Cheryl Press, IRS senior counsel, told a gathering of more than 700 at the National Association of Government Defined Contribution Administrators (NAGDCA) that they can expect a significant amount of additional guidance before the end of 2002.
Fresh from public comment sessions on the recently issued 457plan regulations, Press told the NAGDCA attendees that the IRS had been asked to come up with a “top 10” list of areas in which guidance was needed. “We expected two or three”, Press told the conference, “…but it looks like we got all ten.”
On that top ten list were:
- final regulations for 457 plans, following the publication of proposed rules and subsequent industry comments, Press said that might include model amendment language
- updated participant withholding notices for 457 plans. The Economic Growth and Tax Relief and Recovery Act (EGTRRA) did many things to bring 457 benefits up to the level of their 401(k) bretheren. However, distributions from 457 plans are now subject to the 20% withholding requirements that have been the norm for 401(k) programs for nearly a decade.
In addition to 457-specific guidance, Press also noted the following that apply to ERISA-covered programs generally:
- final regulations on plan loans under Section 72(p)
- final guidance on minimum distributions under 401(a)9
- guidance on rollovers, particularly now that EGTRRA has liberalized the ability to roll distributions between 401(k), 403(b), 457 and IRAs
- final regulations on the so-called deemed IRAs under Section 408(g), an EGTRRA-based change that is due to go into effect in January
- guidance on nondiscrimination tests under sections 401(m) and 401(k)
- updated regulations on 403(b) programs – those regulations haven’t been revisited in 30 years, according to Press, and with so many EGTRRA-based changes, they are due for a fresh look
Regarding the proposed 457 regulations, Press told the audience that plan sponsors should rely on the regulations, despite the fact that they are not final, and that the IRS is still reviewing and considering changes. “We’re not mean people”, she offered, noting that to the extent the final regulations are different, they will likely be less restrictive than the current proposals.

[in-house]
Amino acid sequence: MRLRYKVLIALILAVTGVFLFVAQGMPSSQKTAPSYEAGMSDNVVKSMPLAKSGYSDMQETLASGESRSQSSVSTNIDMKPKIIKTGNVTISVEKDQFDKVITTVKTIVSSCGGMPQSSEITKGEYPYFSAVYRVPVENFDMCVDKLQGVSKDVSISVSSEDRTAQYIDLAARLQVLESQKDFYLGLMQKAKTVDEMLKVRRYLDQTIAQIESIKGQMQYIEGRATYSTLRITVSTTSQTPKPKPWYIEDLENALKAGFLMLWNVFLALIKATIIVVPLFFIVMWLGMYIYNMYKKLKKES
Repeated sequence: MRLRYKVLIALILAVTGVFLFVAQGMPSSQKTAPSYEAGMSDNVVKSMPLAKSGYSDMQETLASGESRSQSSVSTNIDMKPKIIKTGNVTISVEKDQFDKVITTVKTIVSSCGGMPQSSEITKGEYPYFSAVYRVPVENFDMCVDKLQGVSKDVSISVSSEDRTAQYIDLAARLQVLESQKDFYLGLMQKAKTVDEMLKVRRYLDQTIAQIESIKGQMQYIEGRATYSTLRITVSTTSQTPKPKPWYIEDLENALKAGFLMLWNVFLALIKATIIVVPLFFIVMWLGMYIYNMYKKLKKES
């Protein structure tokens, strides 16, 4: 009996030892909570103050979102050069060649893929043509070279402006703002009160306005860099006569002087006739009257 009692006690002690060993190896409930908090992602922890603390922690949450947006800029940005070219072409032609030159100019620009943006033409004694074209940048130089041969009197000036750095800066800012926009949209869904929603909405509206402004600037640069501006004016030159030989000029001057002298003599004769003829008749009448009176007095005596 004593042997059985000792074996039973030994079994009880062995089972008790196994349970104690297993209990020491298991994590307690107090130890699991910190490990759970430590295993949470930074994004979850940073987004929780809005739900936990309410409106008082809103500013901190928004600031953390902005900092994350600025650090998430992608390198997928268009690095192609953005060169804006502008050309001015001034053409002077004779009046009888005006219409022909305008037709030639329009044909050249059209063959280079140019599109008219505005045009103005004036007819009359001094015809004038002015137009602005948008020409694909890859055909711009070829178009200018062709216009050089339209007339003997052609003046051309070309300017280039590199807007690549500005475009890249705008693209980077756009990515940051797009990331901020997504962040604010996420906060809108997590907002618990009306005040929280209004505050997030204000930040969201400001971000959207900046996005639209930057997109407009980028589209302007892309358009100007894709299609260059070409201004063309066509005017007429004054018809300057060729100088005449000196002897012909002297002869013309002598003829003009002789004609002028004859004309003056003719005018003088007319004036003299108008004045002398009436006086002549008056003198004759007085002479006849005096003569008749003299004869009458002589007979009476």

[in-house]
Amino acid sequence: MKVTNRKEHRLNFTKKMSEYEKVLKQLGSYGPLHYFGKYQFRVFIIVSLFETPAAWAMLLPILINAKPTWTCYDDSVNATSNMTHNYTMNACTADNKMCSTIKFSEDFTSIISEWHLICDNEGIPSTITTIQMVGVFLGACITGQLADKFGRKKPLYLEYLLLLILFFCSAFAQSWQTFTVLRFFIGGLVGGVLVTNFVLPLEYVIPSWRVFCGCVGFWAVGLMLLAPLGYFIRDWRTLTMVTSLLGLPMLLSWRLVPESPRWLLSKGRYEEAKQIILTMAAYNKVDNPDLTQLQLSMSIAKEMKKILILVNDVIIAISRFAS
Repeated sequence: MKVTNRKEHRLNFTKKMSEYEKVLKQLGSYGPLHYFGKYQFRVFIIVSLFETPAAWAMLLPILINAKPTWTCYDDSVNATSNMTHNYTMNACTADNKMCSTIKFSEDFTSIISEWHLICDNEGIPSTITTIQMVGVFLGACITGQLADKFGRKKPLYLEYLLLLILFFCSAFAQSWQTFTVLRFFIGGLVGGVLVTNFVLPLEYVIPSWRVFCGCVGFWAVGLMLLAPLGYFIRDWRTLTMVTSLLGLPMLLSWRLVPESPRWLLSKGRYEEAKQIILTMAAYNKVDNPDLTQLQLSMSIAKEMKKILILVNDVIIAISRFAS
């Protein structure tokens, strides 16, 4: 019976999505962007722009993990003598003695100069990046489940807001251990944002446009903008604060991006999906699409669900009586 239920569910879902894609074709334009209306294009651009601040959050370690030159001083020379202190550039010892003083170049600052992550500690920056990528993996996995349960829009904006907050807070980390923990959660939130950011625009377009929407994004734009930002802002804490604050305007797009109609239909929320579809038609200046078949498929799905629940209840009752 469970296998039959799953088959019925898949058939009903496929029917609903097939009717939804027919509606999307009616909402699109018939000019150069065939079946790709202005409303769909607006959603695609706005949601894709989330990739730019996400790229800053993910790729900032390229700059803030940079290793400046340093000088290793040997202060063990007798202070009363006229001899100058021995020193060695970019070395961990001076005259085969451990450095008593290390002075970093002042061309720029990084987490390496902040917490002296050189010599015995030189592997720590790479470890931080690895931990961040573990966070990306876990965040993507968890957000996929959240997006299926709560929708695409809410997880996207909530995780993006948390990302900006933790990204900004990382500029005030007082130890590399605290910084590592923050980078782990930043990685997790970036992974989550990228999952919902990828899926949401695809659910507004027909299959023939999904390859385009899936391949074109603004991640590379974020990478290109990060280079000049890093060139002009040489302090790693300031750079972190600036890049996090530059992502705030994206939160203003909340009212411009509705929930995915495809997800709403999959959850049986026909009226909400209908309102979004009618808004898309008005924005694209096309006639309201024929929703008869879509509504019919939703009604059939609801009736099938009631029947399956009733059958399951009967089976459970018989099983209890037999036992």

Acknowledging that we were at that “awkward” period between proposed regulations and a public hearing that only concluded last week, Press was unable to offer much in the way of specifc outcomes from those discussions. However, based on some of those comments, she did offer some insights on the questions.
Sick/Vacation Pay Deferrals
On the issue of treatment of deferral of sick and vacation pay, she noted that the proposed regulations offered two scenarios of how that could be accomplished.
However, she went on to say that if the question is, does the worker have to be an employee in the same year when they receive the deferral credit, she stressed that they did under the current regulations.
She noted that lots of government workers retire in December, but then income from the leave deferrals isn’t received until the following year.
Acknowledging that plan sponsors were pushing for a grace period in such matters, she said the IRS was looking at it. For now, she suggested letting the workers retire in November so that the administrative process can credit the deferral in the same year.
Alternatively, she said that pushing retirements until January to allow the credit to occur in the same year would work as well.
Another issue relates to a limitation on allowing deferrals only in those months in which a worker is paid. Press said that plan sponsors want to know why they have to wait in order to allow deferrals.
She said that while the IRS has carved out an exception for new employees, officials are unable to overcome the plain language of the statute in 457)(b)4.
On the issue of unforeseen emergency distributions, Press said that some administrators were apparently very cautious in how they applied the term “unforeseen”, and that the examples included in the proposed regulations were designed to help offer clarification.
In the case of a home eviction, for example, she said that it was enough to have a notice of eviction in hand, that the “furniture doesn’t have to be in the street.”
However, she said the comments reflected most confusion around the definition of “family member” for purposes of paying funeral expenses – and that the final regulations should offer additional clarity on that point.
On the purchase of permissive service credits, Press was adamant in stating that this was only allowed within plans of the same state at present. However, she acknowledged that there was some legislative “history” with a more liberal interpretation – and said that the IRS was “looking at it.”
Finally, Press noted that, although the public comment session had ended, plan sponsors can still send in comments on the 457 regulations. She also noted that the IRS was considering issuing 457 audit guidelines and a 457 publication like the one that currently exists for 403(b)s.